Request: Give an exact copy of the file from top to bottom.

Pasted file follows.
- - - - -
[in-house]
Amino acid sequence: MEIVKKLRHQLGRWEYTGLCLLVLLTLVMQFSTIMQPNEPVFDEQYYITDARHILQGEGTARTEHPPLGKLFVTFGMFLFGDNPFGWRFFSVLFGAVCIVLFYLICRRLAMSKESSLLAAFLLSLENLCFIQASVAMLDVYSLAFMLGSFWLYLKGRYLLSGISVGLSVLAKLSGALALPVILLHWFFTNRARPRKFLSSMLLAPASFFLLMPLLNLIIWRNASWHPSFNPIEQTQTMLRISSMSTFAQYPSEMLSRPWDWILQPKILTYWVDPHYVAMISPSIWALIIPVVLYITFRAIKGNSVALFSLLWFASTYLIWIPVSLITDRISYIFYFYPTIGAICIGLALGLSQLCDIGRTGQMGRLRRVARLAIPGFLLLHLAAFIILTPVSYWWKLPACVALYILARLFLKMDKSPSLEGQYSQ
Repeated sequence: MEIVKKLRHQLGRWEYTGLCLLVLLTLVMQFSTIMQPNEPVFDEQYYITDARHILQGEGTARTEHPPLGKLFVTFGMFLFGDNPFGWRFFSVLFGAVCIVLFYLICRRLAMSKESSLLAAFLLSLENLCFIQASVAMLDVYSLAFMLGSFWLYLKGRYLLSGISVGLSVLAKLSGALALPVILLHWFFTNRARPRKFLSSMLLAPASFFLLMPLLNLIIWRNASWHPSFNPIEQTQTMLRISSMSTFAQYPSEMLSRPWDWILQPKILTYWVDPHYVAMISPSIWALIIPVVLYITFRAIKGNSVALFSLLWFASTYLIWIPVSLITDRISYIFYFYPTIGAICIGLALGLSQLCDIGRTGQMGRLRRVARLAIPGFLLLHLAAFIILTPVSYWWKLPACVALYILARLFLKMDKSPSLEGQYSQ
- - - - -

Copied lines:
[in-house]
Amino acid sequence: MEIVKKLRHQLGRWEYTGLCLLVLLTLVMQFSTIMQPNEPVFDEQYYITDARHILQGEGTARTEHPPLGKLFVTFGMFLFGDNPFGWRFFSVLFGAVCIVLFYLICRRLAMSKESSLLAAFLLSLENLCFIQASVAMLDVYSLAFMLGSFWLYLKGRYLLSGISVGLSVLAKLSGALALPVILLHWFFTNRARPRKFLSSMLLAPASFFLLMPLLNLIIWRNASWHPSFNPIEQTQTMLRISSMSTFAQYPSEMLSRPWDWILQPKILTYWVDPHYVAMISPSIWALIIPVVLYITFRAIKGNSVALFSLLWFASTYLIWIPVSLITDRISYIFYFYPTIGAICIGLALGLSQLCDIGRTGQMGRLRRVARLAIPGFLLLHLAAFIILTPVSYWWKLPACVALYILARLFLKMDKSPSLEGQYSQ
Repeated sequence: MEIVKKLRHQLGRWEYTGLCLLVLLTLVMQFSTIMQPNEPVFDEQYYITDARHILQGEGTARTEHPPLGKLFVTFGMFLFGDNPFGWRFFSVLFGAVCIVLFYLICRRLAMSKESSLLAAFLLSLENLCFIQASVAMLDVYSLAFMLGSFWLYLKGRYLLSGISVGLSVLAKLSGALALPVILLHWFFTNRARPRKFLSSMLLAPASFFLLMPLLNLIIWRNASWHPSFNPIEQTQTMLRISSMSTFAQYPSEMLSRPWDWILQPKILTYWVDPHYVAMISPSIWALIIPVVLYITFRAIKGNSVALFSLLWFASTYLIWIPVSLITDRISYIFYFYPTIGAICIGLALGLSQLCDIGRTGQMGRLRRVARLAIPGFLLLHLAAFIILTPVSYWWKLPACVALYILARLFLKMDKSPSLEGQYSQ